} until ($null -ne $buildqueued)

# Interact with query param2eters or the body of the request.
#this will be the name of the Azure Container Instance

if ($containerinstancename) {
    New-AzContainerGroup -ResourceGroupName $resourcegroupname -Name $containerinstancename `
        -Image gabrielmccoll/jekylladoagentminmistakes:latest -OsType linux `
        -RestartPolicy Never -EnvironmentVariable $dockerenv -AssignIdentity
    $body = "Started container group $containerinstancename"

#The first time the container group is made, this part might take a couple mins to propograte.
#Meaning your container will fail with an error message about not being able to access the key. 
$id = (Get-AzContainerGroup -ResourceGroupName $resourcegroupname -Name $containerinstancename).Identity.PrincipalId
Set-AzKeyVaultAccessPolicy -VaultName $VaultName -ObjectId $id -PermissionsToSecrets get -BypassObjectIdValidation

# Associate values to output bindings by calling 'Push-OutputBinding'.
Push-OutputBinding -Name Response -Value ([HttpResponseContext]@{
    StatusCode = [HttpStatusCode]::OK
    Body = $body

Setting up the Service Hook

Navigate to this page in whatever ADO Project you want to use this Pipeline Agent with.

Create a new Service Web Hook

ADO Project Service Hook New Subscription

This is set to trigger, when there is new code pushed to the Master Branch.

Choose a trigger

Paste in the Function URL, you should already have it, if not, go back a few pictures where it will show you.

https trigger

Create the Personal Access Tokens.

Here’s a link to Microsoft’s instructions

To minimize permissions you need 2 PATs. One to read Builds. (so the Function script can see if any are queued up before launching a Container to deal with it.) One to Read and Manage Agents (so the script inside the Container can register an Agent to deal with the queued build.)

Add the Pats to the Azure Key Vault

Here’s some pictures again.

Remember to tweak the Function run.ps1 to pass in the Variables related to the name you chose for the Key Vault and the Secret.

ADO Project Service Hook New Subscription

Take a look at the Access policies and make sure the Function is showing the ability to get secrets. Your Function might be named different.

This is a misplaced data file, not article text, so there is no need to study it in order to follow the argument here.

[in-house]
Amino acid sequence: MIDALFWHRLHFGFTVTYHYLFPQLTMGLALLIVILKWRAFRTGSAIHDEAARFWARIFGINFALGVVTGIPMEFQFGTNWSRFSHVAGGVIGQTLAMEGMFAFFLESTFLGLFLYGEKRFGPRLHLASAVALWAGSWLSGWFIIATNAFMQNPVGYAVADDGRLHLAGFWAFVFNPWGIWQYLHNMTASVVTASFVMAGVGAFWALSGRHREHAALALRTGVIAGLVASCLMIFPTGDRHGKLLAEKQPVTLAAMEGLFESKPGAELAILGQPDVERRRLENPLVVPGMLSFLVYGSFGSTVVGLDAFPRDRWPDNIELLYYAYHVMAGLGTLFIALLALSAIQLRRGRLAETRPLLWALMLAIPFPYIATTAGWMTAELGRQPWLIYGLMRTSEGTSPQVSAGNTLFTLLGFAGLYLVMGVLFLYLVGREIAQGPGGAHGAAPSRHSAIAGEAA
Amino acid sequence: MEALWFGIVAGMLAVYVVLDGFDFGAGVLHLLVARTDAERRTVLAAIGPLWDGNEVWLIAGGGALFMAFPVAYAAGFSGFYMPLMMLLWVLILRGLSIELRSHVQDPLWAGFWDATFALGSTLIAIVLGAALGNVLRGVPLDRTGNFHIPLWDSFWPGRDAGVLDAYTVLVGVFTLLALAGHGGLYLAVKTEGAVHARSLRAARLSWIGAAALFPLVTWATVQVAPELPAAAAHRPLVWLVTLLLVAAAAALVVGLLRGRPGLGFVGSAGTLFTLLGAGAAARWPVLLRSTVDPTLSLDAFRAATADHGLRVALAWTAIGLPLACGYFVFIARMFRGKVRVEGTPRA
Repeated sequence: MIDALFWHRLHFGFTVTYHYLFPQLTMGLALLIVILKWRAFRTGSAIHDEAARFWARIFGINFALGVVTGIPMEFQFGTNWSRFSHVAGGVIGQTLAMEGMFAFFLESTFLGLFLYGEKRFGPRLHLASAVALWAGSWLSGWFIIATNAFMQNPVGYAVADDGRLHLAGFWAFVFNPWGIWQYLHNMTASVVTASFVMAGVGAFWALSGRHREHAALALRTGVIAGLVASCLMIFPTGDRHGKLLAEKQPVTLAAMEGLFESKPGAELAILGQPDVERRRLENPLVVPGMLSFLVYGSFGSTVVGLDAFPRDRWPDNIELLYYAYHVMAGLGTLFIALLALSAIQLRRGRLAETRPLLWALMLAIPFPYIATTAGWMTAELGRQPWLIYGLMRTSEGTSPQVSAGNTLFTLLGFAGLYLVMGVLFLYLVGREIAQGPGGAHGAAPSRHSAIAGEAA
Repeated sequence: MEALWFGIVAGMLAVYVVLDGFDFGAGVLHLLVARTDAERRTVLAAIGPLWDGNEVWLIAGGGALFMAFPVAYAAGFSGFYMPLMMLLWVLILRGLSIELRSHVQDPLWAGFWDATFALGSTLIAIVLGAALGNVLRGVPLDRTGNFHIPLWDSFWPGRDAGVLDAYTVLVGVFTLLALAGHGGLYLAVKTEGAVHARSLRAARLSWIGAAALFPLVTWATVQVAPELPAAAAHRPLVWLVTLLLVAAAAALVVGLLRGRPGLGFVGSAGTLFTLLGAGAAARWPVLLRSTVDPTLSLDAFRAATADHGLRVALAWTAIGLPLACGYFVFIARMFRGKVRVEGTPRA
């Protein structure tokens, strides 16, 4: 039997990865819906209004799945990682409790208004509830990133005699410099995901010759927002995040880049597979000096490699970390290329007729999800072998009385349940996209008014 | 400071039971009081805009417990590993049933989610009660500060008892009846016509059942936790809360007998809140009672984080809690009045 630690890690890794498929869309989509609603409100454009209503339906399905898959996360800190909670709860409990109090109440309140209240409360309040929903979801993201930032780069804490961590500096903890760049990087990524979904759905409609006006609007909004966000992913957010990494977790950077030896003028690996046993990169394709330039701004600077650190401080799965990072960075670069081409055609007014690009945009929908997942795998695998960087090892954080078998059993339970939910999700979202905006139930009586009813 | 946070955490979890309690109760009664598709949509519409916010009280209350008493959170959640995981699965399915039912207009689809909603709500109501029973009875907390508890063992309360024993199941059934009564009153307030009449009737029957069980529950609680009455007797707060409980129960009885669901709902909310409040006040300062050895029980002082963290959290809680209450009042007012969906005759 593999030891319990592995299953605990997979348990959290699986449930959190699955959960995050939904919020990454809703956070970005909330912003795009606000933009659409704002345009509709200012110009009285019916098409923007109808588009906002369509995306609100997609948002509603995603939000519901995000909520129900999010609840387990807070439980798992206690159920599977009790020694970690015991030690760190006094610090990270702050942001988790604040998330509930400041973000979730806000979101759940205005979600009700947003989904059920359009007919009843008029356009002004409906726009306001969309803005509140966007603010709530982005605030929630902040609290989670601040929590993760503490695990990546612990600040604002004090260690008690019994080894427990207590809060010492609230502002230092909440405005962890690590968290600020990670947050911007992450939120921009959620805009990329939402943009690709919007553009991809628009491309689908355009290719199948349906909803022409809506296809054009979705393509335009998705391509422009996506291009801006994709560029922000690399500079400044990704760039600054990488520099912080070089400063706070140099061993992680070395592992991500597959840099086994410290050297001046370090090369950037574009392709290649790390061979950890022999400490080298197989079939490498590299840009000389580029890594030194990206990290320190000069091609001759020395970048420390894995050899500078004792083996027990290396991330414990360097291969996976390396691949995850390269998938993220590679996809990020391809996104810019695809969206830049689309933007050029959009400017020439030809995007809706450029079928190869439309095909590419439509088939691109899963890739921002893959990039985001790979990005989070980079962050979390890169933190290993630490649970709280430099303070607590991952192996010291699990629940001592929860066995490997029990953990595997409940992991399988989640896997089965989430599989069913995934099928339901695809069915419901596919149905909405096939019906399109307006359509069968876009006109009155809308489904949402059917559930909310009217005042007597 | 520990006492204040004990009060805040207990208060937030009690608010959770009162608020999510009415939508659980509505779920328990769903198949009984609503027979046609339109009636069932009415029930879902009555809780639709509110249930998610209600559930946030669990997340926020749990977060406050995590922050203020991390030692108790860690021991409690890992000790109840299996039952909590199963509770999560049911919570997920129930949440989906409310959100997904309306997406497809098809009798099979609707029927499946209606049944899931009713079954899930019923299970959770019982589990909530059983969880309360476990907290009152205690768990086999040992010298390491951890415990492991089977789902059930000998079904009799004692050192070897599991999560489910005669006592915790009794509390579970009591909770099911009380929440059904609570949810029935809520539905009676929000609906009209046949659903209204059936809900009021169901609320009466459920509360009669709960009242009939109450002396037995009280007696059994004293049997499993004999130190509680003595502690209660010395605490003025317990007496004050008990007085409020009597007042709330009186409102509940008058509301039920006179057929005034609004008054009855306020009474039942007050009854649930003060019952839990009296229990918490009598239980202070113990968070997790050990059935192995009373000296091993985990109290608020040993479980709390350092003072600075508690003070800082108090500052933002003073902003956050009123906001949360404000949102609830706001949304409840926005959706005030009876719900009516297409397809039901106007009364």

ADO Project Service Hook New Subscription

The YAML Build for Azure DevOPs

This builds my Jekyll Project. If you don’t have a Jekyll project to test building , just swap it for a simple Hello World Yaml Pipeline. (See Appendix)

- repo: self

- master

  name: Jekyll #This is the Agent Pool specified in the run.ps1 Function


- script: 'bundle exec jekyll build -d $(Build.ArtifactStagingDirectory)' 
  displayName: 'Build Jekyll Static Site'

- task: [email protected]
  displayName: 'Publish Artifact: _site'
    ArtifactName: '_site'

Now test the Function and see if it works.

Queue up a Build job in Azure DevOps first ADO Project Service Hook New Subscription

If you don’t, you should get an error that looks like this when you follow the next step. ADO Project Service Hook New Subscription

Go to your Function , queue up a test. You should get some sweet info about what’s going on. ADO Project Service Hook New Subscription

Open another Tab , navigate to your Resource Group Overview. You should hopefully see an Azure Container Instance spin up.
Dig in! Check out logs etc, see if it’s all working and pulling down etc.
One thing is that sometimes the permissions take a few mins to work their way through. So the very first time you run it, it might not work with a permission error. If it all looks ok, just try it again in 5 mins or something.

The ACI only costs money when it’s running. The Function will just start the ACI again and won’t need to create a new one. It will pull down the dockerfile every time. So the smaller the better. ADO Project Service Hook New Subscription

Hopefully it all works and you have a successful build


Simple Hello World Yaml

# Starter pipeline
# Start with a minimal pipeline that you can customize to build and deploy your code.
# Add steps that build, run tests, deploy, and more:

- master

  vmImage: Jekyll #Or whatever you called your Agent Pool

- script: echo Hello, world!
  displayName: 'Run a one-line script'

- script: |
    echo Add other tasks to build, test, and deploy your project.
    echo See    
  displayName: 'Run a multi-line script'

The Dockerfile / Image

Here is the Dockerfile for the docker image I’m using.

Anyone who’s better at Docker than me (most people) or bash (most people) feel free to give me tips. It’s mostly based on the official Microsoft one from here.

This is the that the dockerfile uses.